A Compressed Sensing View of Unsupervised Text Embeddings, Bag-of-n-Grams, and LSTMs

Anonymous

Nov 03, 2017 (modified: Nov 03, 2017) ICLR 2018 Conference Blind Submission readers: everyone Show Bibtex
  • Abstract: Low-dimensional vector embeddings, computed using LSTMs or simpler techniques, are a popular approach for capturing the “meaning” of text and a form of unsupervised learning useful in downstream tasks. However, their power is not theoretically understood. The current paper derives formal understanding by looking at the subcase of linear embedding schemes. Using the theory of compressed sensing we show that representations combining the constituent word vectors are essentially information-preserving linear measurements of BonG representations of text. This leads to a new theoretical result about LSTMs: low-dimensional embeddings derived from a low-memory LSTM are provably at least as powerful on classification tasks, up to small error, as a linear classifier over BonG vectors, a result that extensive empirical work has thus far been unable to establish. Our experimental results support these theoretical findings and establish strong, simple, and unsupervised baselines on standard benchmarks that in some cases are state of the art among word-level methods. We also show a surprising new property of pre- trained word embeddings (e.g. GloVe, word2vec): they form a good sensing matrix for text that is more efficient than random matrices, the standard sparse recovery tool, which may explain why they lead to better representations in practice.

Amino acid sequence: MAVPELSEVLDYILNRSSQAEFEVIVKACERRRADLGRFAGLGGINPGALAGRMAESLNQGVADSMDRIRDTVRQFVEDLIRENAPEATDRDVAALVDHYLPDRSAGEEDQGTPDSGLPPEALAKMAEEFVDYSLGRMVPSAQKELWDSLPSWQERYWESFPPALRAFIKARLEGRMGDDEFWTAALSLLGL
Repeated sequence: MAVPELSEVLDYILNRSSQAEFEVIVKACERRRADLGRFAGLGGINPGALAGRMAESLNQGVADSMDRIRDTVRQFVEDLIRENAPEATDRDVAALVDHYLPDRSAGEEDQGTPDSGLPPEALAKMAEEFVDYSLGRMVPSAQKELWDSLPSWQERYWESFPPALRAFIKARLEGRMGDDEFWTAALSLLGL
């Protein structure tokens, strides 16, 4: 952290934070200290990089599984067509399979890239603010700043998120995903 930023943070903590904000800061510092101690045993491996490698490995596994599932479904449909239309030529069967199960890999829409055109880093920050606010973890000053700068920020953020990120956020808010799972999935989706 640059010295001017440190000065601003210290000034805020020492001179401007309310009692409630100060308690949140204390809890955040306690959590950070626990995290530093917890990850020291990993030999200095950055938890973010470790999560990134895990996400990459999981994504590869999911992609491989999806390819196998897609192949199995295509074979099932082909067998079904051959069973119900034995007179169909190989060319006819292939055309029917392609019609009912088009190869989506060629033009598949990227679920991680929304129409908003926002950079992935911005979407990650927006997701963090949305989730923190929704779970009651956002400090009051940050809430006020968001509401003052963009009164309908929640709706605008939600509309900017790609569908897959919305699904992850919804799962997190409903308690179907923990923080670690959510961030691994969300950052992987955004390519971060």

• TL;DR: We use the theory of compressed sensing to prove that LSTMs can do at least as well on linear classification as Bag-of-n-Grams.
  • Keywords: LSTM, unsupervised learning, word embeddings, compressed sensing, document representation, sparse recovery, text classification

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